Posts Tagged ‘healing in the pastor’s family’

On May 21, I wrote an article called Five Tough Questions about Pastoral Termination.  In that blog post, I answered four questions that a forced-out pastor asked me several weeks ago.

But I didn’t answer this question:

What steps can the family take who has been affected by the trauma [of forced termination]? (My wife is having a hard time considering being back into a ministry position…she does not want to allow herself to be vulnerable again).

Why didn’t I answer this question?

Because the answer is complex and I needed time to think about my response.

If you’ve ever been fired from a job, then you know how humiliating the experience is … how difficult it is to explain to others … and how anxious you feel about finding a new job and being able to provide financially for your family.

But you still have your friends … your church family … your house … and your life.

However, when a pastor is forced out of office, his family usually loses nearly all their church friends … their church … sometimes their house (and credit rating) … and their life as they know it.

And the kicker is that all these losses are inflicted … often with malice and glee … by the hands of professing Christians.

So how does a pastor’s family heal after termination?

Let me offer seven brief ideas:

First, the pastor and his wife need to find several trusting friends they can confide in.

These friends need to be good listeners … empathetic … compassionate … wise … and very, very safe.

It doesn’t matter if they’re inside or outside the church.  What matters most is that they’re trustworthy.

In my case, I confided in two former board chairmen, several pastoral colleagues, and a few other friends.  To my knowledge, nobody turned on me.

My wife had several church friends that came and ministered to her … but she also confided in a few people who later turned on her … to the point that someone once told me, “So-and-So is not your friend.”

If the pastor and his wife discover that someone has definitely sold them out, the most prudent thing to do is to cut off all contact with them immediately… including Facebook and LinkedIn … and this is not an easy step to take.  It feels so final.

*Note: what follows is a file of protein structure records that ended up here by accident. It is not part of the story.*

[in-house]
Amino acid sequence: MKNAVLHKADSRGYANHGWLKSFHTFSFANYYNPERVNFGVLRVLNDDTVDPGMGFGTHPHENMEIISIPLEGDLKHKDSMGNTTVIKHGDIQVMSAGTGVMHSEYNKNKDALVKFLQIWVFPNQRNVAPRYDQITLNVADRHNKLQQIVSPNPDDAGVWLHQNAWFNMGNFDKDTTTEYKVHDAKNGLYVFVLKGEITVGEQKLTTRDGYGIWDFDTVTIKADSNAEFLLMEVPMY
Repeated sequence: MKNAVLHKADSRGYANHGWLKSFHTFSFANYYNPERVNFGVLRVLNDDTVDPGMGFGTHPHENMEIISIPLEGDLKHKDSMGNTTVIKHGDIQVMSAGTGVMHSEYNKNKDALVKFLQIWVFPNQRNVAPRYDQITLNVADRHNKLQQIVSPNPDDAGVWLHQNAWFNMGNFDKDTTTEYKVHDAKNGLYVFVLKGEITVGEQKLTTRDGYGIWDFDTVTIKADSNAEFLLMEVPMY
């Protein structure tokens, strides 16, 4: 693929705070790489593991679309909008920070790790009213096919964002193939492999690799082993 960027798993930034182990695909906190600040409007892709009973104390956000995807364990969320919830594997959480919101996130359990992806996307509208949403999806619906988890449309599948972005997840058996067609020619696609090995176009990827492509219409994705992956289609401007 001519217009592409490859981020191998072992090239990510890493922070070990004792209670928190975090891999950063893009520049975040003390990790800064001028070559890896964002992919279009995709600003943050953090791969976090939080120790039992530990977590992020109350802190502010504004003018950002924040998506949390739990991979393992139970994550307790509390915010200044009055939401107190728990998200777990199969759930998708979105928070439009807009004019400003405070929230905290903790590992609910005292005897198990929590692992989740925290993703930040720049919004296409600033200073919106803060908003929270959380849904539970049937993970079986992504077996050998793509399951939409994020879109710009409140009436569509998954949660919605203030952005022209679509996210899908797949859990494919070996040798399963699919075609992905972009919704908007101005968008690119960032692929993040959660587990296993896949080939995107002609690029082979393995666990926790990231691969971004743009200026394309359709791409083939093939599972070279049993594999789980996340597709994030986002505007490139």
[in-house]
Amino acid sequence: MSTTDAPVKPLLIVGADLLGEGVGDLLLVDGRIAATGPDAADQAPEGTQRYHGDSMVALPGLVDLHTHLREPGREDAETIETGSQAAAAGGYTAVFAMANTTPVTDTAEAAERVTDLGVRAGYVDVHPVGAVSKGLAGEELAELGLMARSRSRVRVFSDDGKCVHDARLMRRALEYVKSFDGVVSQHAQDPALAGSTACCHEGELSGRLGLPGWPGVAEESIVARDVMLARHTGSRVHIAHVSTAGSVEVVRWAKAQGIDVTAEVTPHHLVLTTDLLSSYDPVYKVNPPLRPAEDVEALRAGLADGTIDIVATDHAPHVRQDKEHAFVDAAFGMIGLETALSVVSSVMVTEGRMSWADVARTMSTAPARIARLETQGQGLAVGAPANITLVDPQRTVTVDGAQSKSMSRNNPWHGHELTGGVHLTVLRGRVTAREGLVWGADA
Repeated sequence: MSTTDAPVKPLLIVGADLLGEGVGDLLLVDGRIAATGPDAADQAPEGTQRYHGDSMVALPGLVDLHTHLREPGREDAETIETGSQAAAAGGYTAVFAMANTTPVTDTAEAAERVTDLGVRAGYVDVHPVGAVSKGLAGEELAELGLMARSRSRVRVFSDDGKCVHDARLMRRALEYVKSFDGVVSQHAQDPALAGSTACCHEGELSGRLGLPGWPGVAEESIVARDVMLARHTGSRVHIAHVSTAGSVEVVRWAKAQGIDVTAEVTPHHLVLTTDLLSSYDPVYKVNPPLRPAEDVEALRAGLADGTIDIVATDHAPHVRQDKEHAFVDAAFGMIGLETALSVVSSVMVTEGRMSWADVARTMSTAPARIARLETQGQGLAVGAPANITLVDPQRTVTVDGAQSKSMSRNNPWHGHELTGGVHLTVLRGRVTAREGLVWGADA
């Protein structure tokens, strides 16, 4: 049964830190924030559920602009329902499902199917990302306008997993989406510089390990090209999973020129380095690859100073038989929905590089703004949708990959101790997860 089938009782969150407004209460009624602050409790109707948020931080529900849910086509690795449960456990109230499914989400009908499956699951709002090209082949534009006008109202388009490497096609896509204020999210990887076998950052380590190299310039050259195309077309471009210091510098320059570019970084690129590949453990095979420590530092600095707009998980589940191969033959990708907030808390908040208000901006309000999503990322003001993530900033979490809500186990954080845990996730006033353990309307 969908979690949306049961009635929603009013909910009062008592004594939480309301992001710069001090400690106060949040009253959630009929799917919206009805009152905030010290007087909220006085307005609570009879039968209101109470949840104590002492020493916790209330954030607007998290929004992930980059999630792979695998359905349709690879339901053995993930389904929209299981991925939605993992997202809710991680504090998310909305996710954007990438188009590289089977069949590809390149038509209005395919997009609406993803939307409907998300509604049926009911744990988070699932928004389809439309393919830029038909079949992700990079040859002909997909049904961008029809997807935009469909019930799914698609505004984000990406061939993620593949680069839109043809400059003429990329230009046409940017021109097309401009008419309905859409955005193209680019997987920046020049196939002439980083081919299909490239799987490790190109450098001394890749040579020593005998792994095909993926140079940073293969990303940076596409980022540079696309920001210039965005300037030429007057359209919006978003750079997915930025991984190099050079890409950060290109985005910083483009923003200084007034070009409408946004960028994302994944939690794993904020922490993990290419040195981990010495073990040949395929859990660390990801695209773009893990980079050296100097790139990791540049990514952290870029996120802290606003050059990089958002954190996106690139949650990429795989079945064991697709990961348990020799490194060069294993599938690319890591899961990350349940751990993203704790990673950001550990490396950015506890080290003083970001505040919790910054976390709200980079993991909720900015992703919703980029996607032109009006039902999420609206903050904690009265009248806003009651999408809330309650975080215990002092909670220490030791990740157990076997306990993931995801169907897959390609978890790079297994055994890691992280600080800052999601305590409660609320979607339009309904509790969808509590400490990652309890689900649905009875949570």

Second, the pastor and his wife need to locate a Christian counselor who specializes in counseling Christian leaders.

Most major population centers have plenty of Christian counselors … licensed psychologists and psychiatrists whose primary focus is the local Christian world.

And within that counseling community are counselors who specialize in listening to and advising pastors, missionaries, the leaders of other Christian organizations … and their wives.

I was blessed to have a long-term personal and professional relationship with a counselor who was so valued that some Christian leaders flew into town just to see him.

Why see a counselor?

For three main reasons:

*To properly assess responsibility for your departure: how much was yours and how much was the church’s.

*To express your pain to someone who can interpret it and offer ideas for healing.

*To create a game plan for your future.

How do you find counselors with this kind of experience?

*Ask the pastors who live in your area.

*Ask other Christian counselors that you know.

*Call your Bible college/seminary and ask for referrals.

*Call several megachurches in your area and ask for referrals.

*Contact several counselors and see who can make room for you.

While our conflict was ongoing, my wife and I were extremely blessed to be referred to a Christian counselor in a nearby city.  She had been a pastor’s wife for thirty years and understood both church conflict and spiritual warfare.

And when we moved to another state, we found another counselor who met with us both separately and together.